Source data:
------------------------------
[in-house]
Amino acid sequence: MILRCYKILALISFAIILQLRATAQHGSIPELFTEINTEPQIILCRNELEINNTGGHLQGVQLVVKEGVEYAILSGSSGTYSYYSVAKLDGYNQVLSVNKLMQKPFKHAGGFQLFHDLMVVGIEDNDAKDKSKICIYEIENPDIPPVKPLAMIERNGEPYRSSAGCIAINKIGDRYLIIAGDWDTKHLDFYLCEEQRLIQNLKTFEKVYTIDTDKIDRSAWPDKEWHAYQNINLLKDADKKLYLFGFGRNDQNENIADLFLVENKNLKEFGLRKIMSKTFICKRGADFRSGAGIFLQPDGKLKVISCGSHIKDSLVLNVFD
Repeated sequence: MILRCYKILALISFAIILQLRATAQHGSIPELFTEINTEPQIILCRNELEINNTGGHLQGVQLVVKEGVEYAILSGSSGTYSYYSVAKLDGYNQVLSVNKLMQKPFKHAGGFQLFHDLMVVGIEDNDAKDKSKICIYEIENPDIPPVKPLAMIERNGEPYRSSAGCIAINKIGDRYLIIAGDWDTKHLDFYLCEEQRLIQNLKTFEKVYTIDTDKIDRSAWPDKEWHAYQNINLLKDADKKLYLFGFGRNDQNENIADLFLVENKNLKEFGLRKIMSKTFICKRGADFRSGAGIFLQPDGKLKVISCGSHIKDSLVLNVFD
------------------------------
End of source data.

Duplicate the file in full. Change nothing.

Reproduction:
[in-house]
Amino acid sequence: MILRCYKILALISFAIILQLRATAQHGSIPELFTEINTEPQIILCRNELEINNTGGHLQGVQLVVKEGVEYAILSGSSGTYSYYSVAKLDGYNQVLSVNKLMQKPFKHAGGFQLFHDLMVVGIEDNDAKDKSKICIYEIENPDIPPVKPLAMIERNGEPYRSSAGCIAINKIGDRYLIIAGDWDTKHLDFYLCEEQRLIQNLKTFEKVYTIDTDKIDRSAWPDKEWHAYQNINLLKDADKKLYLFGFGRNDQNENIADLFLVENKNLKEFGLRKIMSKTFICKRGADFRSGAGIFLQPDGKLKVISCGSHIKDSLVLNVFD
Repeated sequence: MILRCYKILALISFAIILQLRATAQHGSIPELFTEINTEPQIILCRNELEINNTGGHLQGVQLVVKEGVEYAILSGSSGTYSYYSVAKLDGYNQVLSVNKLMQKPFKHAGGFQLFHDLMVVGIEDNDAKDKSKICIYEIENPDIPPVKPLAMIERNGEPYRSSAGCIAINKIGDRYLIIAGDWDTKHLDFYLCEEQRLIQNLKTFEKVYTIDTDKIDRSAWPDKEWHAYQNINLLKDADKKLYLFGFGRNDQNENIADLFLVENKNLKEFGLRKIMSKTFICKRGADFRSGAGIFLQPDGKLKVISCGSHIKDSLVLNVFD